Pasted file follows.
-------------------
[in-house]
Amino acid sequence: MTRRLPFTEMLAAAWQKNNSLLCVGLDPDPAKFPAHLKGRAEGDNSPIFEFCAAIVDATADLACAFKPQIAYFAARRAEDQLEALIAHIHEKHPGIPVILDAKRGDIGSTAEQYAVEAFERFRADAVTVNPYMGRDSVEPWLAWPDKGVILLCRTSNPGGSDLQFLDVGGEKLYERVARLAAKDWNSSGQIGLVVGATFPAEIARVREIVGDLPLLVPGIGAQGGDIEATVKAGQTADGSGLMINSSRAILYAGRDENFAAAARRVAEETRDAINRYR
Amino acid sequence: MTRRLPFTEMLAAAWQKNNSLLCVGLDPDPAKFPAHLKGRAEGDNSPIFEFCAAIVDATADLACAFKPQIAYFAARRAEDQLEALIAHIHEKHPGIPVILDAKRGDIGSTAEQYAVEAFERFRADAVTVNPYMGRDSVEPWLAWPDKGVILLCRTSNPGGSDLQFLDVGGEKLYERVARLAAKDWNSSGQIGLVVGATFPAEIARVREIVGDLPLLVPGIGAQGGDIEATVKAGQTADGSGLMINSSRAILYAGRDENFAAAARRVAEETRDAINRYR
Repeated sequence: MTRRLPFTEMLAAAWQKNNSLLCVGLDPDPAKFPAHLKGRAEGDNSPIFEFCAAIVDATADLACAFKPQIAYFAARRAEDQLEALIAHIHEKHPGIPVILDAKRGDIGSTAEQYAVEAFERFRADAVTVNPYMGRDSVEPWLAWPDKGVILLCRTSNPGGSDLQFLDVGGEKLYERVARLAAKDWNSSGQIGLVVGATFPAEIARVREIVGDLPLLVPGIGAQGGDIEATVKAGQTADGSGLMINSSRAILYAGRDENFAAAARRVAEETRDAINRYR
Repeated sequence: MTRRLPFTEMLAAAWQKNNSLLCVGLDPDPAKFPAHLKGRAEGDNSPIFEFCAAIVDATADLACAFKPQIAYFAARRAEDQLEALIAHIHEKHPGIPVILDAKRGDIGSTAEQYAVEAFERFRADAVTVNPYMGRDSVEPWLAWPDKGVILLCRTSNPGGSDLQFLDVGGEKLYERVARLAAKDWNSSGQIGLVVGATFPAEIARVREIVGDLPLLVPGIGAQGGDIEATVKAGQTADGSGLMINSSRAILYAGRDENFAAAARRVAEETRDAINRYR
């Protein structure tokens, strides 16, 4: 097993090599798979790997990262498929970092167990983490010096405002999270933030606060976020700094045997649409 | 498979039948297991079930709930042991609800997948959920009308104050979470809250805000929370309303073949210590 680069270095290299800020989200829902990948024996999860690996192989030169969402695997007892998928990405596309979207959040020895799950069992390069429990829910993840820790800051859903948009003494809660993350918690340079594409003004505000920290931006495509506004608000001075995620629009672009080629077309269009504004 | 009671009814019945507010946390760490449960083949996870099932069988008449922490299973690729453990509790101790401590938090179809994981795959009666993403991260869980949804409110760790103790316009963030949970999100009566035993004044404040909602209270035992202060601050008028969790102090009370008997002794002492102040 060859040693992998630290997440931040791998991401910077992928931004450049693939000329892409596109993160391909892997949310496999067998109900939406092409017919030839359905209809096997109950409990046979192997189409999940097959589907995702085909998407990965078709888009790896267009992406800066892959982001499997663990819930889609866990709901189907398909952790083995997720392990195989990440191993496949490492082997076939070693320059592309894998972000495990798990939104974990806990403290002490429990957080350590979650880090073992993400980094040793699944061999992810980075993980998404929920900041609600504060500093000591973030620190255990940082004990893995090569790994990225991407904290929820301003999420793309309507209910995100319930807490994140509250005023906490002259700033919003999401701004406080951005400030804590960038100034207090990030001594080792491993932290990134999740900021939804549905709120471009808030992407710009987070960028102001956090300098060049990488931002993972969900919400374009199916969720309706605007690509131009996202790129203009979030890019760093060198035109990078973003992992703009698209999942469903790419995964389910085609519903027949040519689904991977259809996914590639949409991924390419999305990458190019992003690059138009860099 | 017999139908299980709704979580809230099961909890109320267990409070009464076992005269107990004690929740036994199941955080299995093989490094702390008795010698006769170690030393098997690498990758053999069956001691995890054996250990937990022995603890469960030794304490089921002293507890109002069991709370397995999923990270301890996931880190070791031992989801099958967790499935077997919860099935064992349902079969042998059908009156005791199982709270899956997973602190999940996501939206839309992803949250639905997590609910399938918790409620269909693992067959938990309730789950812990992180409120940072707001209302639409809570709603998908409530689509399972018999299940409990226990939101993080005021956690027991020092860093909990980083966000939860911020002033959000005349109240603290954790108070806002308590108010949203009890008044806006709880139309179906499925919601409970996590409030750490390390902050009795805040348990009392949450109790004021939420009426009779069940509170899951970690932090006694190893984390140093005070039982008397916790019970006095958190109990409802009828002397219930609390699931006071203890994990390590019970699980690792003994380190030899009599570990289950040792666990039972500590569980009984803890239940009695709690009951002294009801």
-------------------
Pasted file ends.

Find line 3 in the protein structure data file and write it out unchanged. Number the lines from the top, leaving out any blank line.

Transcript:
Amino acid sequence: MTRRLPFTEMLAAAWQKNNSLLCVGLDPDPAKFPAHLKGRAEGDNSPIFEFCAAIVDATADLACAFKPQIAYFAARRAEDQLEALIAHIHEKHPGIPVILDAKRGDIGSTAEQYAVEAFERFRADAVTVNPYMGRDSVEPWLAWPDKGVILLCRTSNPGGSDLQFLDVGGEKLYERVARLAAKDWNSSGQIGLVVGATFPAEIARVREIVGDLPLLVPGIGAQGGDIEATVKAGQTADGSGLMINSSRAILYAGRDENFAAAARRVAEETRDAINRYR